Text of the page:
I get the Guardian Weekly delivered every week - it's one of my "windows on the world". It's a great little paper - incorporating a whole range of articles from the week's UK Guardian newspaper. I like it because it's a good old lefty publication (I used to read it when I lived in the UK) and it gives me a wider view of world events and politics than I can get from our Kiwi papers. Plus it's great to read on the bus...
There was an absolutely BRILLIANT letter published in last week's edition, which I'm going to include here in its entirety, because I think it's absolutely spot-on, and beautifully written. I hope you agree.
So you see a picture of a naked black child clinging to her mother under a headline "High Birthrate threatens to trap Africa in cycle of poverty" (September 1). What do you think? If only they would stop having children, perhaps. Maybe you analyse the many skirmishes in the South in terms of resource competition.Jeph Mathias
Then come the statistics - eight children per woman in Niger - and you worry about the environmental degradation wrought by so many desperate people. You pity our huddled masses and maybe you care enough to make a donation to a family planning NGO or else to one focused on conservation.
Now let me tell you what we see. Listen for once. We see a world trampled under your huge ecological footprints. We feel your development dragging us into the global market, then watch you buying our wood, oil and running shoes made for $1 a day on that global market. We feel you manoeuvering us towards your democracy and imposing sanctions should we not choose the right government, you who know right from wrong.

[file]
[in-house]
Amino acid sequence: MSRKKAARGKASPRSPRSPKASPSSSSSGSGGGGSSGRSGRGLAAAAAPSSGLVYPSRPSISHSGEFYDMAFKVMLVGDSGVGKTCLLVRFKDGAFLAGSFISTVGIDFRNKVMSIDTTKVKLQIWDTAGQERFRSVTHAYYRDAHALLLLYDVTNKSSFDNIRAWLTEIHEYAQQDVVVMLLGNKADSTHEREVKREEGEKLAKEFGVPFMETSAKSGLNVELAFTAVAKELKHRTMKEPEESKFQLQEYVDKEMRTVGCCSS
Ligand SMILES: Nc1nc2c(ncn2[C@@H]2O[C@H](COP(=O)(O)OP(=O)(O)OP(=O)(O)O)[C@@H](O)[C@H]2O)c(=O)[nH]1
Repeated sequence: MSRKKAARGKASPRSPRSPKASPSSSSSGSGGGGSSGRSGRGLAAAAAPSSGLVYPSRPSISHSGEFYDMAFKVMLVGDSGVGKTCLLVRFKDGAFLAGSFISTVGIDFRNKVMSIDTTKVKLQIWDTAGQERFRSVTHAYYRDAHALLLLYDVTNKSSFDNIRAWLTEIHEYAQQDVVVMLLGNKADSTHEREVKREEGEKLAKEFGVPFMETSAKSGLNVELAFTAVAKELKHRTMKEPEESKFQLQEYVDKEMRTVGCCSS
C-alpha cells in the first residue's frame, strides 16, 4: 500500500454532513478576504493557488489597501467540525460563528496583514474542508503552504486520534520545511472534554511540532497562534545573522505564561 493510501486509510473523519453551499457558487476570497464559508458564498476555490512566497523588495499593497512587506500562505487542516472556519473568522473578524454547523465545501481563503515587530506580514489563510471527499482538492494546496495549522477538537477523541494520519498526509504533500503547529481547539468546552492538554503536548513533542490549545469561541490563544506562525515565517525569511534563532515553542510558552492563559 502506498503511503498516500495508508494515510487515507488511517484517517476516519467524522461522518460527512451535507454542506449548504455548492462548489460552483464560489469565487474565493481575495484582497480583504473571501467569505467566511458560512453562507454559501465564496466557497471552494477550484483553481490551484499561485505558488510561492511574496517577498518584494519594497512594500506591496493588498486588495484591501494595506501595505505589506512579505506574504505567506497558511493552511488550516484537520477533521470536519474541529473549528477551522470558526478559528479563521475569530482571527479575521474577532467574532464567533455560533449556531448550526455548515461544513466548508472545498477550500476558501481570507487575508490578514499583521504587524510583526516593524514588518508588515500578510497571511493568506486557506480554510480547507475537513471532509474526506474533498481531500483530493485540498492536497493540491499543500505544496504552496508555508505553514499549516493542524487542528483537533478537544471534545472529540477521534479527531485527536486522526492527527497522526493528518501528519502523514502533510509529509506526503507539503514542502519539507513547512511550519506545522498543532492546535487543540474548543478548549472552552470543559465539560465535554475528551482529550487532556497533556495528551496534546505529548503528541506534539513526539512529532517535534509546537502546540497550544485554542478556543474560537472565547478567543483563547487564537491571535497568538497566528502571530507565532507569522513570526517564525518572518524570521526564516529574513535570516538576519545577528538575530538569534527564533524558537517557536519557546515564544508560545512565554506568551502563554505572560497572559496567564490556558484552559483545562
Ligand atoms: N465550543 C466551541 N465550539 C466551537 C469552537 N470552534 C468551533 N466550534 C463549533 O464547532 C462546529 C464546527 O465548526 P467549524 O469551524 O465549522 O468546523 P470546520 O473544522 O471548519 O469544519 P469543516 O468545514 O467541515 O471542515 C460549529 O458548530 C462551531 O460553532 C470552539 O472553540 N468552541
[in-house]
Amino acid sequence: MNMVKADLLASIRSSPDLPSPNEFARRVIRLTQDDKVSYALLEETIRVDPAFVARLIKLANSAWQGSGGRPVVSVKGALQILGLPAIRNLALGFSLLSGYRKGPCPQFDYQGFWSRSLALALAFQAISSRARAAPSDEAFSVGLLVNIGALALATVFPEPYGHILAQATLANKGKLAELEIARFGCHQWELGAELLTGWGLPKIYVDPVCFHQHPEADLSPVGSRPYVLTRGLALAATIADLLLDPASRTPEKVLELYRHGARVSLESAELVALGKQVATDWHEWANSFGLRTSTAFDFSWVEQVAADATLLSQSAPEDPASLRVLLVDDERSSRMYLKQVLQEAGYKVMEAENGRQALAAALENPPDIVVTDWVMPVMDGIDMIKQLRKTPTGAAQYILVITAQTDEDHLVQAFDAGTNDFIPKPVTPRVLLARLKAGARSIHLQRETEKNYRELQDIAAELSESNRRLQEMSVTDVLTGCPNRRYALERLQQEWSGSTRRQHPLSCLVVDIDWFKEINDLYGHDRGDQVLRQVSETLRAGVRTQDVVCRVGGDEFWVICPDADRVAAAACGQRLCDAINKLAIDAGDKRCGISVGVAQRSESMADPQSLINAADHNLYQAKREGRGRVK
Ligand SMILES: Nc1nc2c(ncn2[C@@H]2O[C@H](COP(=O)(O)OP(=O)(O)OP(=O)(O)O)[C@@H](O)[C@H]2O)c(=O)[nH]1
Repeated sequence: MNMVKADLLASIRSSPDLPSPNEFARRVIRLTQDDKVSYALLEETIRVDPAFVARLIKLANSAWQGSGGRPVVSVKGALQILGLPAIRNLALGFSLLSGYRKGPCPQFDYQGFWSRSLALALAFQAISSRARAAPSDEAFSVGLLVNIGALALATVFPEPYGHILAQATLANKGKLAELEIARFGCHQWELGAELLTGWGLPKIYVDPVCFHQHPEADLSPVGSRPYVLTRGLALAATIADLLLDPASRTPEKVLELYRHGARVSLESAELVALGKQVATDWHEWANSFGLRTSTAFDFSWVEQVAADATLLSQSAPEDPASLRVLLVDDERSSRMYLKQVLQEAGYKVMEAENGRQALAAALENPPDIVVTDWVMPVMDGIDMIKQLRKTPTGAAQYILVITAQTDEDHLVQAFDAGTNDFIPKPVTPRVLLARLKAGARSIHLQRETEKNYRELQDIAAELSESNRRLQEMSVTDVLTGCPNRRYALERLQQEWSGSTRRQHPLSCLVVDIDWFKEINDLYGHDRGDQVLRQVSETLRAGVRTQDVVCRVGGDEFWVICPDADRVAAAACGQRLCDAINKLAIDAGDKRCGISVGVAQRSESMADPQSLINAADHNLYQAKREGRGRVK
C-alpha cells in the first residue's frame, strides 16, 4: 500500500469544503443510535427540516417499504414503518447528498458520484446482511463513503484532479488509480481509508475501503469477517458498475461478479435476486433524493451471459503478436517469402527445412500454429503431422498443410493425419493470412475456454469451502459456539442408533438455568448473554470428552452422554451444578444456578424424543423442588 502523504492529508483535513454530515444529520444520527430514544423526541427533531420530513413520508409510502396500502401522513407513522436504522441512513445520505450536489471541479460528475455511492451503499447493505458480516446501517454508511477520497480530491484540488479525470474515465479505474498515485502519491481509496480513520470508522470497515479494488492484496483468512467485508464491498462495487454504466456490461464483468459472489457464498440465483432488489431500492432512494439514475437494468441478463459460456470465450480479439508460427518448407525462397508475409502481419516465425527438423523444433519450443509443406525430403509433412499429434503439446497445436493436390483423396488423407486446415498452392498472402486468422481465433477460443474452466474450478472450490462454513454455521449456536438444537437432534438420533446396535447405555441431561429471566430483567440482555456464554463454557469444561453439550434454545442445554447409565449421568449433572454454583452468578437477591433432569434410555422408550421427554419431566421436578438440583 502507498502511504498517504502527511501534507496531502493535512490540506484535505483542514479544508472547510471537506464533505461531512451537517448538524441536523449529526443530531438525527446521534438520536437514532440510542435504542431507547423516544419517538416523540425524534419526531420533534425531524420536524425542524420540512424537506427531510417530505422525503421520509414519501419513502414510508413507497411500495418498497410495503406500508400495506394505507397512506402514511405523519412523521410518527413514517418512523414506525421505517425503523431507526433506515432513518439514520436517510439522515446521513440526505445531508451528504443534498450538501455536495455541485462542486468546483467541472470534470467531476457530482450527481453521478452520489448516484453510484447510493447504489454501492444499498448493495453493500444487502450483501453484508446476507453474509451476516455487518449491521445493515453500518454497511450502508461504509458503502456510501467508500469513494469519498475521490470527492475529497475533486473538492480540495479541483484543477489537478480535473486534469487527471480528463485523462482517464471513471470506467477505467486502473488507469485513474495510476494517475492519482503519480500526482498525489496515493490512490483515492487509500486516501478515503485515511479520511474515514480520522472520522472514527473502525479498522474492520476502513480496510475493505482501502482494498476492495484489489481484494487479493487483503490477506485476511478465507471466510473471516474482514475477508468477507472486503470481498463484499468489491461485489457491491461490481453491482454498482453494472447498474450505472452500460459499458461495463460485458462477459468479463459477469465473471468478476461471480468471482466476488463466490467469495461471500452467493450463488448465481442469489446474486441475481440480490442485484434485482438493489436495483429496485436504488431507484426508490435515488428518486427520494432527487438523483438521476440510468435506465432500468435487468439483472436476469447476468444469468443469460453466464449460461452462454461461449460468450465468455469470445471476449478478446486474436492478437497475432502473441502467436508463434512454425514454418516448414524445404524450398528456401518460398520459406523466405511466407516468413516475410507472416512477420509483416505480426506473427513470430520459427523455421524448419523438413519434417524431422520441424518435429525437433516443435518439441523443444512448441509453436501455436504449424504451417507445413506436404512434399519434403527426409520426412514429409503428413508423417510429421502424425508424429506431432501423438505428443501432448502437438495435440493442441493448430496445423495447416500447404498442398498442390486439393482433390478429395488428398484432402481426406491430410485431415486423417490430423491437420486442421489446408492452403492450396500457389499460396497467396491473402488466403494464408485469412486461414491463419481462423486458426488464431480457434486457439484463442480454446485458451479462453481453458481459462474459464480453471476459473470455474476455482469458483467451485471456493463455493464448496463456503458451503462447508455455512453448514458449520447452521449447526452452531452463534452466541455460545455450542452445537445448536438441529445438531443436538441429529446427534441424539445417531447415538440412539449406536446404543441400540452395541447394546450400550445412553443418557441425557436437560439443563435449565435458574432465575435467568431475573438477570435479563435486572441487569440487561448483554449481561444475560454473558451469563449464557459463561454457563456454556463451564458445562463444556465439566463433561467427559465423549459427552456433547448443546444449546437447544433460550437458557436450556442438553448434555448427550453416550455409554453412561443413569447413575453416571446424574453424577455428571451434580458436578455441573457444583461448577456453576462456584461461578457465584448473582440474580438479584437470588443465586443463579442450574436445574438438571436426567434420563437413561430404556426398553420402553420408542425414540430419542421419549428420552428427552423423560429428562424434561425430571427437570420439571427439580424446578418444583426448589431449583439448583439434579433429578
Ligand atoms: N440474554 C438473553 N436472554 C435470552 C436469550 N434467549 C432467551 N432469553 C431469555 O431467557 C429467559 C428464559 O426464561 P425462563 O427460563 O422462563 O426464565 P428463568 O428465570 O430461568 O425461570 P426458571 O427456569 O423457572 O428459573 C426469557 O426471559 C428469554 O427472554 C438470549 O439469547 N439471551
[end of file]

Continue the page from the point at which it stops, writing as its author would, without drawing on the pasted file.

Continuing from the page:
We see you coming to sell us cars and hear you tell us not to cut our forests or drive our cars - you need the clean air. We see our hungry children, then we see you using billions of dollars of your latest high-tech weapons and we see fat men in shiny suits selling us expensive but obsolete older models of the same. We fear your sanctions should we ever use them.
We hear your talk of human rights and the rule of law and see your waggling fingers as you lecture us on good governance. You never listen to what we think of your wars and your torture and your governance over us. Oh yes, we feel trapped in a cycle of poverty and we see you turning the wheels.
So when you see naked brown and black children and wish we would stop producing them, remember that we see fat white men overconsuming resources, resources that belong as much to naked black children as they do to you.
Jibhi, Himachal Pradesh, India
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